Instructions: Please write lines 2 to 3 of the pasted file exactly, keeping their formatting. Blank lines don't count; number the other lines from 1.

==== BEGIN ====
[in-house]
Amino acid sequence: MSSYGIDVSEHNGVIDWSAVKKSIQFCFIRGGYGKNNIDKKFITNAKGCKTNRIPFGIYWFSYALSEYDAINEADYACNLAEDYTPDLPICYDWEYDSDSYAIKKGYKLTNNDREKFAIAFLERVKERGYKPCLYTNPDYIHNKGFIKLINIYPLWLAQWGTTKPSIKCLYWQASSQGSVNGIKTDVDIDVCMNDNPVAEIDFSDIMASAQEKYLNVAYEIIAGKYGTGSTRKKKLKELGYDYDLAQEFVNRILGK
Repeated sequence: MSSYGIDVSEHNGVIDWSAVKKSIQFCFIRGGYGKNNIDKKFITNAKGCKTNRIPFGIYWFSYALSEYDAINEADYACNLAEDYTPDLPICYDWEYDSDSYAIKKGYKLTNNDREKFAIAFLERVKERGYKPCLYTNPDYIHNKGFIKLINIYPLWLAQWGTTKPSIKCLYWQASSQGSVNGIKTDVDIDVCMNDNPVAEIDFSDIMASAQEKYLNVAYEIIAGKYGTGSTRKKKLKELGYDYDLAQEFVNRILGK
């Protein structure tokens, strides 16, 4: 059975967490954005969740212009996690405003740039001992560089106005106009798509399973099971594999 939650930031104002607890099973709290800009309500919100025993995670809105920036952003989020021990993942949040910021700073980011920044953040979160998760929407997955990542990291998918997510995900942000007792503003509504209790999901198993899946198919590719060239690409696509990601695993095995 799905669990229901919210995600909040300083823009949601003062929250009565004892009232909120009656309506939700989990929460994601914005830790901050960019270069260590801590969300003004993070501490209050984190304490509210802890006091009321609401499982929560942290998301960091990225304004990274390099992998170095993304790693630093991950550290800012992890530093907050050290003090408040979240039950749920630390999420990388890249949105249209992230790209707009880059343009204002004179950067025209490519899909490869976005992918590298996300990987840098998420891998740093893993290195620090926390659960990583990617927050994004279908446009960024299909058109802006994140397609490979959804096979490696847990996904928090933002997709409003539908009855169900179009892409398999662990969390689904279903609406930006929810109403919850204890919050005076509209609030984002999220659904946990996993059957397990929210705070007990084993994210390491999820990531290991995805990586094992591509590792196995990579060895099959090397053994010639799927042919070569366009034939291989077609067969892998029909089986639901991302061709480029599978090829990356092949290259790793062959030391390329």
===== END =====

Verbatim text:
Amino acid sequence: MSSYGIDVSEHNGVIDWSAVKKSIQFCFIRGGYGKNNIDKKFITNAKGCKTNRIPFGIYWFSYALSEYDAINEADYACNLAEDYTPDLPICYDWEYDSDSYAIKKGYKLTNNDREKFAIAFLERVKERGYKPCLYTNPDYIHNKGFIKLINIYPLWLAQWGTTKPSIKCLYWQASSQGSVNGIKTDVDIDVCMNDNPVAEIDFSDIMASAQEKYLNVAYEIIAGKYGTGSTRKKKLKELGYDYDLAQEFVNRILGK
Repeated sequence: MSSYGIDVSEHNGVIDWSAVKKSIQFCFIRGGYGKNNIDKKFITNAKGCKTNRIPFGIYWFSYALSEYDAINEADYACNLAEDYTPDLPICYDWEYDSDSYAIKKGYKLTNNDREKFAIAFLERVKERGYKPCLYTNPDYIHNKGFIKLINIYPLWLAQWGTTKPSIKCLYWQASSQGSVNGIKTDVDIDVCMNDNPVAEIDFSDIMASAQEKYLNVAYEIIAGKYGTGSTRKKKLKELGYDYDLAQEFVNRILGK